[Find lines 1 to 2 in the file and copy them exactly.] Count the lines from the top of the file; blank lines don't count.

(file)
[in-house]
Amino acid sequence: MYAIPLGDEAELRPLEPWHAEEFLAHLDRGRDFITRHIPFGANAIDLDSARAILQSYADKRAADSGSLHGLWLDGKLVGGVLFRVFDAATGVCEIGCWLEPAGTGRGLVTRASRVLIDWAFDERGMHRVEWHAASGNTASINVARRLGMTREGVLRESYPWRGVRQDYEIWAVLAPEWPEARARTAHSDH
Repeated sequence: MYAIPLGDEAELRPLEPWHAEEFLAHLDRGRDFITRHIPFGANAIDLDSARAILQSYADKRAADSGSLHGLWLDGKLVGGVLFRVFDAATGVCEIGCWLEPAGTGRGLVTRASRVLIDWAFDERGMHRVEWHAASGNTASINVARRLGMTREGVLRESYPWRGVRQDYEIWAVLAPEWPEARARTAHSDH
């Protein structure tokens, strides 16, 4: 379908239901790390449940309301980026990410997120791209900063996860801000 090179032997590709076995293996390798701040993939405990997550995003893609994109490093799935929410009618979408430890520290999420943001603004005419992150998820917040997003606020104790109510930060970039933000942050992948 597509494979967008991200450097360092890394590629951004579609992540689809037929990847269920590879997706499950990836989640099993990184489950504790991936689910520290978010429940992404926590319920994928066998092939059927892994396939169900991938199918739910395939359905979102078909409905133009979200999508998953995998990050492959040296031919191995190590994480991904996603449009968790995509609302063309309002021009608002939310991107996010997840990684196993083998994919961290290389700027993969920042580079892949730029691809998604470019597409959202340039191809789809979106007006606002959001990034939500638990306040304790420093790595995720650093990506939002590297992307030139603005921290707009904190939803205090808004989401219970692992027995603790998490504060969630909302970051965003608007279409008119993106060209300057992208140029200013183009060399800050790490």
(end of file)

[in-house]
Amino acid sequence: MYAIPLGDEAELRPLEPWHAEEFLAHLDRGRDFITRHIPFGANAIDLDSARAILQSYADKRAADSGSLHGLWLDGKLVGGVLFRVFDAATGVCEIGCWLEPAGTGRGLVTRASRVLIDWAFDERGMHRVEWHAASGNTASINVARRLGMTREGVLRESYPWRGVRQDYEIWAVLAPEWPEARARTAHSDH